Paula Beer: She’s not that classical female character whose focus is most certainly on the male character. The moment when Leon confesses his love, it takes him so much time to do so. I think normally a female character would be like, “Oh, really? Wow. I didn’t know. That’s why you behaved like this and this is why you were hurt.” She doesn’t do that at all. She’s just looking at him and then leaves the room and doesn’t comment on it. That describes what I like so much about her — that she’s doing things and knows who she is; she’s really self-confident and doesn’t need someone from outside to prove she’s right. She likes to connect with people — if they don’t want to, she’s not angry about it. It’s this whole attitude she has. It’s really rare to find female characters to be so free in a way.

Q: Was there any specific book that you were asked to read to understand this character and how she became who she is?

Paula Beer: No, Christian didn’t ask me to read anything. Of course, he gave me suggestions of things he thought she might read. I was interested in what Nadja’s life looked like. She’s not talking about her studies as well, I really like that about her that she’s not saying, “I’m studying this. I’m doing this, I’m writing for my exam.” She’s just not that person who puts herself in the room and shows off by what she’s doing. Still I was like, “OK, but when she’s writing on this exam, what is in her mind all the time? Why is she fascinated by literature or by Heinrich Heine? And what is it exactly about this? — these poems, for example.

So, I got myself books about Heine and the poems and read them. I was like, “Oh I get the idea of why she likes him. As soon as you or when she’s telling the poem and saying it’s her favorite poem that says so much about her. I personally don’t read so many poems, understanding what a poem is about and looking at poems differently [through doing this film] gave me a new view on that. For me, as my character, that was really inspiring and opened up a new world to understand in the film. Leon is a photographer who has an idea for his photo and portfolio, to shoot portraits of folks looking at the sea in his own way.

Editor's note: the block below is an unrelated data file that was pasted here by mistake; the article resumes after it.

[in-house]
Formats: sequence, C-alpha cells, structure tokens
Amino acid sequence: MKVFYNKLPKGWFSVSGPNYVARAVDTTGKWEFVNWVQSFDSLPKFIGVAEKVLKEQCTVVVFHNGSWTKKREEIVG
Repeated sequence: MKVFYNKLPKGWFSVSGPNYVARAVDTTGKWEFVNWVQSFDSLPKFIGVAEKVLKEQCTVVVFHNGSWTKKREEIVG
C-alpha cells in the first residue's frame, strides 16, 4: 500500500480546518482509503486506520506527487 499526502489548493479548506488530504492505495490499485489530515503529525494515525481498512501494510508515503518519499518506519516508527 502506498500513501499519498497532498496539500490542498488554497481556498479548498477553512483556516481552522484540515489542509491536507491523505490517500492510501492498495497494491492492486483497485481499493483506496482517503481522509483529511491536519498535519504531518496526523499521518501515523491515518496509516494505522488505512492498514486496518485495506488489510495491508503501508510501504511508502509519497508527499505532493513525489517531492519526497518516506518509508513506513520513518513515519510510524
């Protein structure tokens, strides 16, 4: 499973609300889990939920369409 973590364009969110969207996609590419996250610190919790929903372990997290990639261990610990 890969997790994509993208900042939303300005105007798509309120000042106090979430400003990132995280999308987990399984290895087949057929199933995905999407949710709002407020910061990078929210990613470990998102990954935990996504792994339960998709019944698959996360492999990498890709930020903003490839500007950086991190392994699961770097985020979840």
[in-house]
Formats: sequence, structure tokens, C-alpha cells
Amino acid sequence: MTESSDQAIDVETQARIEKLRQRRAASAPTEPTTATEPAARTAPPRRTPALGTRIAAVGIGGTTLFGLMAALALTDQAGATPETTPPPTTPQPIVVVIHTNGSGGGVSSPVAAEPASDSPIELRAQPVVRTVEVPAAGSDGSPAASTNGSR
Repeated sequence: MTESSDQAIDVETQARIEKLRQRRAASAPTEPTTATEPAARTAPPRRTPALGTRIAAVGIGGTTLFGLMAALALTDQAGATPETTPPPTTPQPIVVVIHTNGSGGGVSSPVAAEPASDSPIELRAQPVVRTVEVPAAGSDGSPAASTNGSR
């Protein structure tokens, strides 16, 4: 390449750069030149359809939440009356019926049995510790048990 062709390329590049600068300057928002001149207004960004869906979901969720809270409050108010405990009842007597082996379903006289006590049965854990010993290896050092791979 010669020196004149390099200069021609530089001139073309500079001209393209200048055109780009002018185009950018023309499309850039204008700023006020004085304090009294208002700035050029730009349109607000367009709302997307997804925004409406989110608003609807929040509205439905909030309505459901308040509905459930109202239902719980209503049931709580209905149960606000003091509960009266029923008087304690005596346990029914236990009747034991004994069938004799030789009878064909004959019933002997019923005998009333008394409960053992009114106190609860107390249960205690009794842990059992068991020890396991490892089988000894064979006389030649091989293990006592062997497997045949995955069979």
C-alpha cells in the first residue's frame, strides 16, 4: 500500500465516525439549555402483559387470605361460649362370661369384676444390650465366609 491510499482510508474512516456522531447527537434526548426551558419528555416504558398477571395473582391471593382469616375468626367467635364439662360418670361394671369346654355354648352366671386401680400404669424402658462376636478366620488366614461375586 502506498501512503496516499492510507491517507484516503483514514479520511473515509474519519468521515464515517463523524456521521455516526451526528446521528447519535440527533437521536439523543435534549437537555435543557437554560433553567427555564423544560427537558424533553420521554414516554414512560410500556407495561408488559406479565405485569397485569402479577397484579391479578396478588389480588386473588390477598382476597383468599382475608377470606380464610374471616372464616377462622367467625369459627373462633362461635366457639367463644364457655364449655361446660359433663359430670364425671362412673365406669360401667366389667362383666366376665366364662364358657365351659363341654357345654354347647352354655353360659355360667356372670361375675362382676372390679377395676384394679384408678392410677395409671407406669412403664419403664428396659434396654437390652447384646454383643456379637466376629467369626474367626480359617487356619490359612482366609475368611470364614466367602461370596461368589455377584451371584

Q: How does Christian work with the actors? In a way, Christian gives you a kind of freedom. How was his approach to direction that was different from other directors — what fascinated you about his filmmaking?

Paula: Christian has own style of working. From the very beginning, I saw the first time we met, he just wanted to get to know me. We were sitting in the office of the casting director and just chatting about everything and getting to know each other. Then at one point, the casting director asked him, maybe you want to start talking about the movie. ” He said, “Yeah, sure I will.” Then he started talking about the movie. In the end, he asked me to read the script. And, if I liked it, would I like to play the character of Marie [in his film “Transit”]. From the very beginning on, he never forced me to do anything — he didn’t need proof.

He was more like, “OK, I like your work and I trust you and I just invite you to work with me.” So, the whole day of shooting with him looks so much different than any other days and other shootings because he would rehearse in the morning — just the actors and him. We, all the actors, are in costume, then the DoP has a look at the scene, then we go to make up and that’s the time when the scene or the set is prepared. When we come back, we shoot one angle. Most of the time, he’s only doing one shot, then he moves the angle to the other side.

It’s really focused and calm. Then, after a couple of hours or most of the time — it only needs one hour for one scene — we have a lunch break, then we will have time again for the next scene. In a way, it’s really focused and calm and gives you a lot of an opportunity to really dive into the story, focus on it and not be disrupted. OK, we have these 17 shots and have three more to follow. We have only 45 minutes and if not, the producer will end the day. So it’s not this pressure you have from most sets. It’s just a really nice way to work, to understand more about cinema, and the stories — how they’re told.

Q: You’ve been working since 2010. It’s been quite a long time even though you’re sitting in 2023. How do you choose the film and what kind of things that trigger you to do a part or particular film?

Paula: Sometimes I get asked, “With whom would you like to work with.” I really have difficulties answering that question because it’s always, for me, the story and it’s always the character and why the filmmakers want to do or tell the story. And that’s what I said to Christian as well. So we did our third movie together. “Now, I really love to work with you and would like to do another movie with you but for me, that’s not the reason is not enough.

We need to find a new way to come together again. Because I think film takes so much time and you give so much energy and much of your heart and soul. And that for me, it always needs this, maybe this one truth that you find in the story that you’re like, OK, but this truth makes it for me worth telling the story and taking this time. I never read scripts because, “OK, this could bring me an award because maybe the scene is amazing and the development of the character is amazing, but overall, it’s really bad.” Do I connect but does my heart get involved? I just follow my gut feeling and heart.